Posted By: alsetalokinSeriously, that pot roast/stew was seriously tasty, and nourishing too. I just need to remember to use really lean meat, because nothing is wasted in this cooking technique. Everything that is in the ingredients gets eaten. I do miss the odors of cooking food sometimes though. It is a little strange to go into a clean fresh kitchen and emerge three minutes later with a fully cooked, aromatic meal just removed from the SV apparatus which has been sitting in a corner all day quietly blinking its little lights and flashing numbers.


    Pic!

    My few SV experiments have been single meats or fresh veg rather than stews, mostly with some high temp element to brown/sear before/after the bath. My SV bath is just a slow cooker plugged into a PID/SSR. The slow cooker (crock pot) get's used to make stews etc, just on it's own thermostat. I'd not considered making complete dishes in bags, other than perhaps reheating stuff.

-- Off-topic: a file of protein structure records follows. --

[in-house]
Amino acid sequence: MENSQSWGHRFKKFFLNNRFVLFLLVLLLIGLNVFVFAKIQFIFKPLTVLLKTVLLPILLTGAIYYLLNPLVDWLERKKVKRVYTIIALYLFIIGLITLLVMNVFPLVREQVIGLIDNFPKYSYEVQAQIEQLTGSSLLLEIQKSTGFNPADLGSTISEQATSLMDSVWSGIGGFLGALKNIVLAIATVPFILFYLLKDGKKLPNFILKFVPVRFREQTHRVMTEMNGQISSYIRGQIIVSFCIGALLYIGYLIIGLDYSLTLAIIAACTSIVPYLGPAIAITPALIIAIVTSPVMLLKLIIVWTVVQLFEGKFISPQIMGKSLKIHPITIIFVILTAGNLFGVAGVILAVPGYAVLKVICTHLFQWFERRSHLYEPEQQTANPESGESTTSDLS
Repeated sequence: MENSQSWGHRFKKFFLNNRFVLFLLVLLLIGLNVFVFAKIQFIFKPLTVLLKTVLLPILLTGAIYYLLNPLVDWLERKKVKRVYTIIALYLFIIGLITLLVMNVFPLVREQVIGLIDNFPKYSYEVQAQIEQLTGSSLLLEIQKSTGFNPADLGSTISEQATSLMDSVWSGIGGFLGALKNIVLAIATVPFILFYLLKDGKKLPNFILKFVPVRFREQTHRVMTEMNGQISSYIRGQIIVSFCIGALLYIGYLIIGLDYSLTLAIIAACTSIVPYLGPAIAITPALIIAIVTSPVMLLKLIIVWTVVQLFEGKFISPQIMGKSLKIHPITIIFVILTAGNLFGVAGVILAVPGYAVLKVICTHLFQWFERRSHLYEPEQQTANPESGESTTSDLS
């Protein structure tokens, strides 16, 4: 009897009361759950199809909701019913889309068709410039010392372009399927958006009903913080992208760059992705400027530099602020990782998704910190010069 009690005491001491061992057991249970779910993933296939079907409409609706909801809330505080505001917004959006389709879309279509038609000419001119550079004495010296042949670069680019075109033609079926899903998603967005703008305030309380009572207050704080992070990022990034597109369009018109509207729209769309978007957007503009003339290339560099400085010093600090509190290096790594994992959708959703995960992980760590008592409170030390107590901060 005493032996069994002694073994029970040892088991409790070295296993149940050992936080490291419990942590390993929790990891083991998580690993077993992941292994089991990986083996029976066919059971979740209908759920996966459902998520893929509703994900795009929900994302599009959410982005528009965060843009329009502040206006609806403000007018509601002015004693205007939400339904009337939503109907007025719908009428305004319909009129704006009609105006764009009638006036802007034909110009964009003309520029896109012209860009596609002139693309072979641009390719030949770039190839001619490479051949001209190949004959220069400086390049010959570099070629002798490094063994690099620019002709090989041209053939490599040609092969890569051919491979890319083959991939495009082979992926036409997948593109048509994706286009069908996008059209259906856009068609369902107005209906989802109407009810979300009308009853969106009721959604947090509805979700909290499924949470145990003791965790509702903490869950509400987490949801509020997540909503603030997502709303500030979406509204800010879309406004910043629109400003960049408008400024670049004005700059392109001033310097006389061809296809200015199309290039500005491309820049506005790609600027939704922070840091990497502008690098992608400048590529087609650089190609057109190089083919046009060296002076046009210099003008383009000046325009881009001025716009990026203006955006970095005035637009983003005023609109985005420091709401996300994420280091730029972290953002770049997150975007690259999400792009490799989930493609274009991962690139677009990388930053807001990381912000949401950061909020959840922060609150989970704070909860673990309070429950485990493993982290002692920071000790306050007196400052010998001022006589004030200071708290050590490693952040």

Sorry, it's all eaten! Next week I'll make a video. My SV is the same: A basic crockpot, small, only 1 liter capacity, with a basic 'Hi Lo Off" switch which I keep set to Hi, and it is plugged to the mains thru the SSR which is controlled by the PID controller.

    For this "crock roast" I just lined the whole crock with a slide-lock plastic bag. Then I cut up three medium red potatoes and put them in the bottom of the bag. 3 organic carrots, ditto. As I said before I browned the meat, about half a kilo, with a cut up onion in a little olive oil and butter. Into the crock on top of the veggies. I used a store-bought "potroast" liquid seasoning pack, about 100 ml, dumped on top of the material in the pot. Sealed the bag with the PID thermocouple stuck down into the center of the bag. This filled the pot completely. My pot is also covered around with some thermal barrier material left over from another project (Rossi, heh!) I set the temperature and the controller seems to have tracked it fairly well, within a degree or so once it got up to 185F. (85 C) After about 3 hours at temp, I opened it up and stirred it up. Back to sealed up and cooked for another 4 hours or so.